Sustainable Clothing Materials: Can Fashion And Go Green Come Together ?

 Invisible Concerns About Sustainable Living In The Topic Of Sustainable Clothing Materials: Can Fashion And Go Green Come Together ?

Aquick reply from ChatGPT AI to the question “Can Fashion And Go Green Come Together ?” - “Yes, fashion and going green can definitely come together.” Indeed, it is much easier to get information about how to live a greener life and learn to avoid being a stylish killer by simply asking a question via tools like ChatGPT.

However, converting them into actions and making a change with tiny habits and small actions are more important. For instance, stop using conventional plastic poly mailers, pack and deliver your online orders by switching to eco-friendly and water soluble #INVISIBLEBAG! Catch up on the green trend and learn more about sustainable fashion from our blog (Not written by AI)!

Courtesy of ChatGPT
Source: Courtesy of ChatGPT


Have you ever been tempted by the fashionate and low cost clothing at the chain fashion stores? How many times did you make a purchase becuase of the seasonal sale, fancy mix and match at those stores or fast fashion brands? Impluse buying are more likely to satisy what we want than what we really need, it would easily lead us to wear them less and discard them even sooner.

The fashion brands grab the attention of consumers by rolling out a series of green elements in their promotion indeed is a good motivation. Some fast fashion companies are communicating on sustainability and recycled materials on their website, such as Zalora, Cotton On, SHEIN. To be a responsible consumer, we can also look into more details and explore sustainable materials in Green Fashion.

Do you know the materials you are buying?

A 2021 report from the World Economics Forum identified fashion, and its supply chain, as the planet’s third largest polluter (after food and construction), releasing 5% of the world’s greenhouse gas emissions. Fibers are the most responsible for the gas emission, and here are some of the most common fibers in the textiles industry:

1. Cotton

Cotton is a natural fiber and clothing material, compared with polyester or nylon, it doesn’t create any plastic microfibres during the washing. On the contrary, cotton counts for a major share in fiber production. It is regarded as one of the most environmentally damaging raw materials for making clothes, largely due to the large consumption of water, use of fertilizers and pesticides in the cotton’s plants. Approximately 2,700 liters of water are needed to produce a single cotton T-shirt. That is the amount of drinking water for an individual for two and a half years. And for dyeing fabrics consume about 5 trillion liters of water every year globally. If we produce a kilogram of cotton fiber, about 20,000 liters of water is needed.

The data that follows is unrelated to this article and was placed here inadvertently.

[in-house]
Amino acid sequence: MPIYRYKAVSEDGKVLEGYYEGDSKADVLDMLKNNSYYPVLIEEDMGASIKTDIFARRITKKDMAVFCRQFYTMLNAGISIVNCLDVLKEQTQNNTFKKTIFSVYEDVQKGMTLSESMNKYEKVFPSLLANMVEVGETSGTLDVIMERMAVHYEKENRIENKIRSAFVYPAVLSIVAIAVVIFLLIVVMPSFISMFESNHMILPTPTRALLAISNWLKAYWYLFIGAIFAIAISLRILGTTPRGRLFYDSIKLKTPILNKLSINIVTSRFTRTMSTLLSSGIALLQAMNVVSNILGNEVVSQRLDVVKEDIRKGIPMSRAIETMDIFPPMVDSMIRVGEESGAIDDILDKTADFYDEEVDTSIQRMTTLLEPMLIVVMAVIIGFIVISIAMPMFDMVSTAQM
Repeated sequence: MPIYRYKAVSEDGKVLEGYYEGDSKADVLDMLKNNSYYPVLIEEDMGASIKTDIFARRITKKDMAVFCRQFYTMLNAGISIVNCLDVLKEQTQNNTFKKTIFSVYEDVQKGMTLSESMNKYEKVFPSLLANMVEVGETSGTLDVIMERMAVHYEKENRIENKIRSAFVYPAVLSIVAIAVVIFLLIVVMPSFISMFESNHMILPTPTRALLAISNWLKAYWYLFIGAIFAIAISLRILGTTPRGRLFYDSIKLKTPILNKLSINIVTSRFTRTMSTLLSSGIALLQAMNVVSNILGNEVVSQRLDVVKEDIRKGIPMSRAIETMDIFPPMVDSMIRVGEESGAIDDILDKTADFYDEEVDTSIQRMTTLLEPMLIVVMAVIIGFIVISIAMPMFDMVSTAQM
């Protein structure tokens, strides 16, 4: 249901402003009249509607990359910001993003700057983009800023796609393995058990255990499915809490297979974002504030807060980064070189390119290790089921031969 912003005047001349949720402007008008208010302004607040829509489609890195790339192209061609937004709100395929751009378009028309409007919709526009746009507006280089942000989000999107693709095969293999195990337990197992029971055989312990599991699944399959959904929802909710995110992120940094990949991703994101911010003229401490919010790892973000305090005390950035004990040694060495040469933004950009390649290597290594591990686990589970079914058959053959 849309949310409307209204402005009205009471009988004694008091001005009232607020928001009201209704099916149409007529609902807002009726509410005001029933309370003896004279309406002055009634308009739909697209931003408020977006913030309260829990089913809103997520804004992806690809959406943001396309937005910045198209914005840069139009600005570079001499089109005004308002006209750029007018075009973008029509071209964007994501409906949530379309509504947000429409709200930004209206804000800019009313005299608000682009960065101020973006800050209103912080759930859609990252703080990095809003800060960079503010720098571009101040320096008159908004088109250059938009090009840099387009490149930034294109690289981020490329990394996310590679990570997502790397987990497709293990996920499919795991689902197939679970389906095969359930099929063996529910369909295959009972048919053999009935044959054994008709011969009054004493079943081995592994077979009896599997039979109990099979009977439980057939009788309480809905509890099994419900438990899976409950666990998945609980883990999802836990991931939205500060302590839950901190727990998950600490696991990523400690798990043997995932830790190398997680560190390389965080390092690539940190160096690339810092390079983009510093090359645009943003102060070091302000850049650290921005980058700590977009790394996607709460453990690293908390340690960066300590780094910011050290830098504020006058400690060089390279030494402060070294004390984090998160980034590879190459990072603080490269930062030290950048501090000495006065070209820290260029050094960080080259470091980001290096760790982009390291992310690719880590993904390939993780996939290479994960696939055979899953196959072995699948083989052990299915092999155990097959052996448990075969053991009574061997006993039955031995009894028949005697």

The Insatiable Thirst of Fashion which stated that estimated water required in the production of cotton clothing items.
Source: Statista


Source: Unsplash

2. Silk

Silk is a natural protein fiber, but it might requires large amounts of energy to plant mulberry trees in which silkworms thrive.

Source: Unsplash

3. Wool

Wool taken directly from sheep is called “raw” or “greased wool”. The wool is scoured in a series of alkaline baths containing water, soap, and soda ash or a similar alkali to remove the contaminants.

Source: Unsplash

4. Hemp

Hemp is a natural and renewable resource. It is a high-yield product and only consumes little water to grow. Only 500 liters of water is consumed to produce one kilogram of hemp. Hemp fabric is lightweight, soft and more resistant but wrinkles easily. Therefore, its popularity is still lower than cotton.

Hemp used as clothing materials
Source: Canva

5. Linen

It is a biodegradable material made from flax plant fibre, and usually the whole flax plant can be used to create product without anything is wasted, one of them is flaxseed oil. Linen is commonly seen in summer clothing as it absorbs moisture without holding bacteria. However, it crinkles easily.

6. Synthetic material

This includes polyester and polyamide (nylon) which are mainly made from the fossil fuels and are non-biodegradable. Synthetics derive from petrochemicals and comprise 62% of all fibers produced, with polyester used most widely. However, such as Nylon is elastic and strecty, it is commonly used in activewear.

Synthetic material is often used for activewear and yoga clothings.
Source: Unsplash


7. Lyocell (or Tencel)